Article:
Schmaal L, Veltman DJ, van Erp TG, et al. Subcortical brain alterations in major depressive disorder: findings from ENIGMA major depressive disorder working group. Mol Psychiatry. 2016;21(6):806-12.
Shin LM, Liberzon I. The neurocircuitry of fear, stress and anxiety disorders. Neuropsychopharmacology. 2010;35(1):169-91.
Greenwald J, Shafritz KM. An integrative neuroscience framework for the treatment of chronic pain: from cellular alterations to behavior. Front Int Neurosci. 2018 May 23;12:18.
Seminowicz DA, Shpaner M, Keaser ML, et al. Cognitive-behavioral therapy increases prefrontal cortex gray matter in patients with chronic pain. J Pain. 2013;14(2):1573-84.
Gotink RA, Meijboom R, Vernooij, et al. 8-week Mindfulness Based Stress Reduction induces brain changes similar to traditional long-term meditation practice – A systematic review. Brain Cogn. 2016;108:32-41.
Substantial attention has been given to the impact of negative emotional states on persistent pain conditions. The adverse effects of anger, fear, anxiety and depression on pain are well-documented. Complementing this emphasis on negative emotions, Hanssen and colleagues suggest that interventions aimed at cultivating positive emotional states may have a role to play in pain reduction and/or improved well-being in patients, despite pain. They suggest positive affect may promote adaptive function and buffer the adversities of a chronic pain condition.
Hanssen and colleagues propose positive psychology interventions could contribute to improved pain, mood and behavioral measures through various mechanisms. These include the modulation of spinal and supraspinal nociceptive pathways, buffering the stress reaction and reducing stress-induced hyperalgesia, broadening attention, decreasing negative pain-related cognitions, diminishing rigid behavioral responses and promoting behavioral flexibility.
In a feasibility trial, 96 patients were randomized to a computer-based positive activity intervention or control condition. The intervention required participants perform at least one positive activity for at least 15 minutes at least 1 day/week for 8 weeks. The positive activity included such tasks as performing good deeds for others, counting blessings, taking delight in life’s momentary wonders and pleasures, writing about best possible future selves, exercising or devoting time to pursuing a meaningful goal. The control group was instructed to be attentive to their surroundings and write about events or activities for at least 15 minutes at least 1 day/week for 8 weeks. Those in the positive activity intervention demonstrated significant improvements in pain intensity, pain interference, pain control, life satisfaction, and depression, and at program completion and 2-month follow-up. Based on these promising results, authors suggest that a full trial of the intervention is warranted.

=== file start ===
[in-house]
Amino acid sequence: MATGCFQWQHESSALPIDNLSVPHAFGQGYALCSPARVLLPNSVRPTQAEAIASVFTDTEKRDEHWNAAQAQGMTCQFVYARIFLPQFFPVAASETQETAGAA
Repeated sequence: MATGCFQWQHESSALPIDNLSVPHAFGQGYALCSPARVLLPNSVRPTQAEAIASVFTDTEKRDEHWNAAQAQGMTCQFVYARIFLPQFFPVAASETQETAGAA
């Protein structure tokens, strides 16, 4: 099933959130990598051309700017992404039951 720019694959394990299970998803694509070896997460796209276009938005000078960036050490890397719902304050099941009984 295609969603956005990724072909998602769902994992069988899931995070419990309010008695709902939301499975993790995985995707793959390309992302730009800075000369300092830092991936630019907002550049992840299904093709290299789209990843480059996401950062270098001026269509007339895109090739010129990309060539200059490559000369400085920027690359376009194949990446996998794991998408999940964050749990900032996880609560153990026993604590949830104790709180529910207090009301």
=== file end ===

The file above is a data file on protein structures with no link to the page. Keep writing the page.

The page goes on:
Rehabilitation professionals often encourage patients with persistent pain conditions to participate in activities they enjoy. This research highlights the importance of this instruction and patient guidelines can include the activities identified in the Muller article. In addition, mindful awareness training may further enhance a patient’s experience as he or she learns to pay close attention to the physical sensations, emotions and thoughts that accompany positive experiences. I look forward to discussing this article as well as sharing the principles and practices of mindfulness in my upcoming course, Mindfulness-Based Pain Treatment at Samuel Merritt University, Oakland, CA. Course participants will learn about mindfulness and pain research, practice mindful breathing, body scan and movement and expand their pain treatment tool box with practical strategies to improve pain treatment outcomes. I hope you will join me!